Millennials (more so than any other generation) shape their identities through digital consumption, and the rich content that they share online is a strong indicator of brand affiliation. According to Customer Insight Group (CIG), 73 percent of millennials process information more deeply, thoroughly and thoughtfully when they share it and 85 percent say reading other people’s responses helps them understand and process current events. As a result, to make an impact amongst this influential generation, it’s crucial for brands to get involved in this digital language and to build shareability into their communications. For example, brands should ensure images are a regular part of their engagement strategy as a study found that more than two-thirds of tweets involving images receive a retweet, compared to just 30 percent of tweets that do not feature an image.

Communications across mobile are a perfect way to trigger that sharing mentality, and the results speak for themselves; brands can capitalize on the fact that people are sharing 20 billion photos and 35 million selfies on Instagram, for example. In addition, a research report from ShareThis cites that millennials are twice as likely to purchase products they share or have been shared, so speaking the language of sharing will ultimately garner results for brands.

Use Data to Inform Communications with Customers

The leap forward in language and content sharing is also leading to new marketing and monetization opportunities. For example, according to Analysts Viktor Mayer-Schonberger and Kenneth Cukier "mining information about social media as it integrates, yields a goldmine for businesses and will structure business sales’ strategies going forward". Whether we are discussing a trending topic, commenting on a photo or sending an emoji or sticker, the noise we omit can be harnessed for targeted marketing.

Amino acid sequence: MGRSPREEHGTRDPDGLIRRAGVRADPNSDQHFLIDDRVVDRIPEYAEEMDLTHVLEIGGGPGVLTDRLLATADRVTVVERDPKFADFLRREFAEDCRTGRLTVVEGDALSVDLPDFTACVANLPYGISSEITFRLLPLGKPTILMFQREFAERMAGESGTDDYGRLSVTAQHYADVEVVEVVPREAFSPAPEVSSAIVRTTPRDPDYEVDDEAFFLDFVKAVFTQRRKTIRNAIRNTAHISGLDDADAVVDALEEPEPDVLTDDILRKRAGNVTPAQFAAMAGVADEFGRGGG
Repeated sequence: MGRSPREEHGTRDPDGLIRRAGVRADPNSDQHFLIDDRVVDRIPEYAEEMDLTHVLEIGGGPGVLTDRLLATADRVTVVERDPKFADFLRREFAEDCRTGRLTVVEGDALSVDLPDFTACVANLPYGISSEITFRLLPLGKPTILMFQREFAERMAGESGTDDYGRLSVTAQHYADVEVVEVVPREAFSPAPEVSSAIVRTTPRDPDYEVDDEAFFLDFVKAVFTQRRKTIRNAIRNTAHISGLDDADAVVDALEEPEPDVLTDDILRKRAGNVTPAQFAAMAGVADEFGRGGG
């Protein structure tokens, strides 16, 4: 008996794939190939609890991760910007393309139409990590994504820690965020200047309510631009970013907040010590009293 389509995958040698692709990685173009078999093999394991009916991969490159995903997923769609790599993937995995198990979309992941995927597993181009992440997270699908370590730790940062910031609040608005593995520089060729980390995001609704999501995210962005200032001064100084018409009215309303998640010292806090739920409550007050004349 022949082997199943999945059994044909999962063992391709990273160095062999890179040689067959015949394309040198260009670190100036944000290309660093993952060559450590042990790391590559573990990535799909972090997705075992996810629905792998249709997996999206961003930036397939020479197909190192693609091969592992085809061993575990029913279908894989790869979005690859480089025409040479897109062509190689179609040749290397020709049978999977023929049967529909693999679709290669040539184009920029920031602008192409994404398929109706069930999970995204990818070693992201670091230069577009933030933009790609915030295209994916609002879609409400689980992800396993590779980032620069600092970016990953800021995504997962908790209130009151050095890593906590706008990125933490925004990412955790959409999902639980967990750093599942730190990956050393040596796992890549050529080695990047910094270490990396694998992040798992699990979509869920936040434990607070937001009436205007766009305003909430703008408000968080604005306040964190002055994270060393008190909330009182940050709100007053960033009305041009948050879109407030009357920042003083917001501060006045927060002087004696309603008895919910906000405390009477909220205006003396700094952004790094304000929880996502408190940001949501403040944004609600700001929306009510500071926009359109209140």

Astoundingly, 90 percent of the world’s data has been generated over the last two years. This exponential growth is as awe inspiring as it can be bewildering for brands and their marketers. As businesses turn from decisions based on instinct toward data-driven campaigns, they must surround themselves with the right partners to mine these insights effectively so that they can nurture the data and translate it into customers.

With help, brands can evaluate today’s digital language, and therefore better understand customer behavior for targeting. However, marketing must not become lost amongst the reams of content already being produced. By using technologies like WebRTC brands can stand out with human interactions which are not only convenient, but are more direct, tailored and personal and build brand loyalty. A generic approach doesn’t cut it anymore; just as brands, and even consumers, change their communications style across their differing social media and digital channels, they must also address the languages and methods of engagement made popular via the mobile and now smartphone. Custom made, personalized and relevant content driven communication will make the mobile and millennial generation feel they are recognized, understood, valued and rewarded.

Image Credit: igor.stevanovic/Shutterstock

 JF Sullivan is Acision’s CMO & EVP Strategy